Dear Annie: I have only known my biological father for 14 years. (I have no relationship with my biological mother.)
Dad signed away his rights when I was young, but I reconnected with him at age 15. He claims he always wanted me, but I am now 28, and he has made no effort to be in my life.
I was recently hospitalized for two weeks. Dad never once came or called, even though he knew I was there and only lives a mile away.
My foster dad, however, drove 100 miles to see me. Whenever I try to see my father, he never has time. He doesn’t bother to visit my home or my nine-year-old daughter.
I want him to love me, but I was the only one making the effort to have a relationship. This man has alienated himself from his siblings and other relatives.
When his mother was terminally ill, I sat at her bedside for weeks, and he never once came to see her.
I have decided to cut all ties because I am tired of being hurt and having my every move criticized. I have gone through cancer without any emotional support from him. He ignores my daughter, his only grandchild.
My husband is big on family and is pressuring me to have a closer relationship with my biological parents.
I consider my foster parents my real parents. They have loved me no matter what. I think it’s healthier to eliminate my father from my life. Am I wrong? — Abandoned Again
Dear Abandoned: There is no right or wrong here. If you want to keep your father in your life, you must scale down your expectations. He is not capable of putting forth the effort required to maintain a close relationship.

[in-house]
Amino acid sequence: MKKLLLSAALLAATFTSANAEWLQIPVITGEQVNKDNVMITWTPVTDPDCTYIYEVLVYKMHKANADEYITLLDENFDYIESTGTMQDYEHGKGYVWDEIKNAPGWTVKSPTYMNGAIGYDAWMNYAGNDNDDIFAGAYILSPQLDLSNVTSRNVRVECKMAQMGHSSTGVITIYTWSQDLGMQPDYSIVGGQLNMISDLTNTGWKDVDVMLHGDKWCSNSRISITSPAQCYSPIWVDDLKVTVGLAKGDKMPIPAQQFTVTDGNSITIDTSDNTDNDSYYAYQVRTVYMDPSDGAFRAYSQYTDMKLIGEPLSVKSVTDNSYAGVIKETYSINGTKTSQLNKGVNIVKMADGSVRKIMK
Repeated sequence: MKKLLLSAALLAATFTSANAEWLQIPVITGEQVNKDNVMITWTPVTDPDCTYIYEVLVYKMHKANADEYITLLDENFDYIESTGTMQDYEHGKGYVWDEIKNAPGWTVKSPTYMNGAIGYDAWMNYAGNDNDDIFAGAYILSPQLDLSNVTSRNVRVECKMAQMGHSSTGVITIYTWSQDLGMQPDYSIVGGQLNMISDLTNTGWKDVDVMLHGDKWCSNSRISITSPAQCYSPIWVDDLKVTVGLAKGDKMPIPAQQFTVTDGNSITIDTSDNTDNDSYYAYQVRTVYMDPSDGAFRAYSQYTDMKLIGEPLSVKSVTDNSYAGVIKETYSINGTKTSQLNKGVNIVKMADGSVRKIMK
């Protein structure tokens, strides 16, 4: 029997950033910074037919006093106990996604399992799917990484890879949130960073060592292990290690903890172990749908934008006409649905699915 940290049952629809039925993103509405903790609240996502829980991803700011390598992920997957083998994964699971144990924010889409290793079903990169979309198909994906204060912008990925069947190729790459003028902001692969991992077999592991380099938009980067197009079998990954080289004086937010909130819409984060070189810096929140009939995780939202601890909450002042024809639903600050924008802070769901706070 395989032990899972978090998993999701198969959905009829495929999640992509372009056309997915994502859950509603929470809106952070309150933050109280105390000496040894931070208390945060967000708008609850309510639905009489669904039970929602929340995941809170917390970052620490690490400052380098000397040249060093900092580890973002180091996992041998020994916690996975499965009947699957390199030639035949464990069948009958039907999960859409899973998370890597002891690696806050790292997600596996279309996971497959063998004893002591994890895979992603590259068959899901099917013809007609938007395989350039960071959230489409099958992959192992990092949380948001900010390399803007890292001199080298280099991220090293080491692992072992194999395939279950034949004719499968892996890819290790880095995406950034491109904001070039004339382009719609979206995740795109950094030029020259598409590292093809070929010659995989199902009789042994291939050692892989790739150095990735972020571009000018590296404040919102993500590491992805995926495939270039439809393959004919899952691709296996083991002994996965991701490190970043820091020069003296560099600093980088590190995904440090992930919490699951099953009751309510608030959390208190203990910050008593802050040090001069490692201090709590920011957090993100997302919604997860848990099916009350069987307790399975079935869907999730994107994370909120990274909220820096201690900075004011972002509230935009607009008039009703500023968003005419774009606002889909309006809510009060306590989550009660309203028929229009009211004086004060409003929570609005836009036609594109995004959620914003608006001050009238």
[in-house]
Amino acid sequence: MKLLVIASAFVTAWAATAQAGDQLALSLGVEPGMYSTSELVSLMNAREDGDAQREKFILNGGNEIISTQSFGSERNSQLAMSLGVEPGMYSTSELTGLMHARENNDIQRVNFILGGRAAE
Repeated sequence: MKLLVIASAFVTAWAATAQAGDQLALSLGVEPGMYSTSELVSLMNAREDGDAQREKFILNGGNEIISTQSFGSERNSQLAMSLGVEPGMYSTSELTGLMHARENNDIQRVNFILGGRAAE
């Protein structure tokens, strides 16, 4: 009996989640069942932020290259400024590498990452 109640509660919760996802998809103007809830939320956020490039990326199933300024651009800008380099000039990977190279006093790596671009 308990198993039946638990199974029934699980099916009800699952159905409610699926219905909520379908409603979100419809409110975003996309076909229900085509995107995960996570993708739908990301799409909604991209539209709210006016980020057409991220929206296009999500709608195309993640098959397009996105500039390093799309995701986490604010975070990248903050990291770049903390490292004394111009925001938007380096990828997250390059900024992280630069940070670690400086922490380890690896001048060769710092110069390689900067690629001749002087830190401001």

Either accept him as an occasional distant relative, or avoid him altogether, but don’t let your husband make the choice for you. Do what you can handle.
Dear Annie: I am a 29-year-old woman who has suffered with epilepsy since childhood. It is a surprisingly common disorder.
I deal with it fairly well through medication, but I still have a big problem. I can be “photo-induced,” meaning I can have a seizure when exposed to flashing or strobing lights.
If I am attending a live concert or play, I always ask the management whether there will be any such lighting effects and explain why.
However, my biggest problems are TV and movies. Often there are strobe effects with no warning.
Epilepsy is common enough that I feel we deserve some type of warning when the lighting could cause real medical danger.
This is why they changed the format of many cartoons in Japan — because children were having seizures from the strobe effects.
We post warnings when TV programs contain “offensive language,” but those don’t land anyone in the hospital.
Please, Annie, help me think of ways to raise awareness and create positive change. — Seeking Stability
Dear Seeking: If you have not already contacted the Epilepsy Foundation (epilepsyfoundation.org) at 1-800-332-1000, please do so today.
They advocate for those with epilepsy and their families.
If they haven’t yet worked on getting management to alert theater and concert patrons about lighting, they would surely appreciate your help.
Dear Annie: I also cut up my daughters’ wedding gowns and made baptism dresses for their daughters. But I saved the bodices, intact, in case their daughters or future daughters-in-law want to use them as part of a wedding dress. — D.G.
Annie’s Mailbox is written by Kathy Mitchell and Marcy Sugar, longtime editors of the Ann Landers column. Please e-mail your questions to email@example.com, or write to: Annie’s Mailbox, c/o Creators Syndicate, 5777 W. Century Blvd., Ste. 700, Los Angeles, CA 90045.